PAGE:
Tuskegee University Focuses on a Holistic Approach to Eliminating Health Disparities at Biomedical Research Symposium

by Anissa L. Riley


TUSKEGEE, Ala. (September 14, 2012) - World renowned speakers, scientists, educators, and local community activists and leaders will gather at Tuskegee University Sept. 20-21 to advance biomedical research through trans-disciplinary teams and creative partnerships. Participants will learn about and share information on current advances in biomedical research with a special focus on “Eliminating Health Disparities through a Holistic Approach,” - this year’s theme.

The Tuskegee University College of Veterinary Medicine, Nursing and Allied Health (CVMNAH) is hosting the 13th Annual Biomedical Research Symposium at the Kellogg Hotel and Conference Center at Tuskegee University Sept. 20 and at the School of Veterinary Medicine Sept. 21. The annual symposium is organized by the Office of Research and Advanced Studies and the Biomedical Research Symposium Organizing Committee, under the direction of Tsegaye Habtemariam, dean of the CVMNAH, and Gopal Reddy, associate dean for Research and Advanced Studies. Cheryl Davis and Teshome Yehualaeshet are jointly serving as this year’s co-chairs.

“The Biomedical Research Symposium is an event that underscores the university’s commitment to and the importance of disciplines grounded in the biomedical sciences to come together to share views about the elimination of diseases and health issues that affect us all, but especially disproportionately affect humans in the Black Belt counties of Alabama and the surrounding areas,“ Habtemariam said. Thursday and Friday sessions highlight presentations from the views of scientists, experts, and community activists as well as encourage opportunities for changing the direction of health disparities such as HIV, cancer, diabetes and other chronic diseases for the better from global, national, and local perspectives. Also, on Friday afternoon, participants will enjoy a film clip on the Tuskegee International School in Ghana, West Africa, and hear from local panelists during the community engagement program on “Health Disparities.“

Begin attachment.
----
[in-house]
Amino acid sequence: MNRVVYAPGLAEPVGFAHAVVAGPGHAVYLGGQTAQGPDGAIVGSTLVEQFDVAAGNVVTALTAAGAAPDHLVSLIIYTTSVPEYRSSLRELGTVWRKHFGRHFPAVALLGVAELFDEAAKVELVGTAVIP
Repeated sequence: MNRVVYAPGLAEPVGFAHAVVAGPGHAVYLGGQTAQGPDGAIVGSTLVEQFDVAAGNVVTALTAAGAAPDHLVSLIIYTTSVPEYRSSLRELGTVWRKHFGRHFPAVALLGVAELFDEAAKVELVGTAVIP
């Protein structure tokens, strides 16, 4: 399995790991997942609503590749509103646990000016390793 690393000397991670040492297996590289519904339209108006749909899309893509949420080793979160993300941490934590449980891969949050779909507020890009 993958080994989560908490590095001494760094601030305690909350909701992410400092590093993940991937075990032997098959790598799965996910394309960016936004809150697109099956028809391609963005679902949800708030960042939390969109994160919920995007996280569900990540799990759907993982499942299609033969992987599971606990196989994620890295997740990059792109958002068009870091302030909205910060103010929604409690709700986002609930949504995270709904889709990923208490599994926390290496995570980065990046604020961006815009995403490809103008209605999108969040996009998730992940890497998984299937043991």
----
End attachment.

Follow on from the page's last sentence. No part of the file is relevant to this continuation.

“ We are very appreciative to our panelist for taking time out of their busy schedules to engage in this very important part of the symposium which involves the Tuskegee-Macon County community,“ Habtemariam said.“ Panelist include: Tuskegee Mayor Omar Neal, Tuskegee educator, Norma Jackson; Tuskegee community youth participant, April Caddell; and Tuskegee Public Health Institute director, Lloyd Webb.“

This year’s keynote speakers include: Gregory Gray, MD, from the College of Public Health at the University of Florida; Donald Smith, DVM, former dean of Cornell University College of Veterinary Medicine; Jack Woodall, Ph.D., viral epidemiologist at the Center of Health, Federal University, Rio de Janeiro, Brazil; and Clinton Lewis, president, Animal Health at Pfizer, Inc.

New this year is a portion of the symposium dedicated to the “First Annual Phi Zeta Research Day.“ Under the direction of pathology faculty member Ebony Gilbreath, students will share research with the scientific community as well as translate research data to the diverse audience. Phi Zeta is an honor society dedicated to recognizing and promoting scholarship and research in matters pertaining to the welfare and diseases of animals.

For more information on this year’s symposium, contact Tammie Hughley, 334-724-4540, or biomedressymp@mytu.tuskegee.edu. Pre-registration is required. A program outline and other symposium information can be obtained at: www.healthdisparity.tuskegee.edu/13thSymposium/symp13th.htm. To learn more about the Tuskegee University College of Veterinary Medicine, Nursing and Allied Health, visit www.onemedicine.tuskegee.edu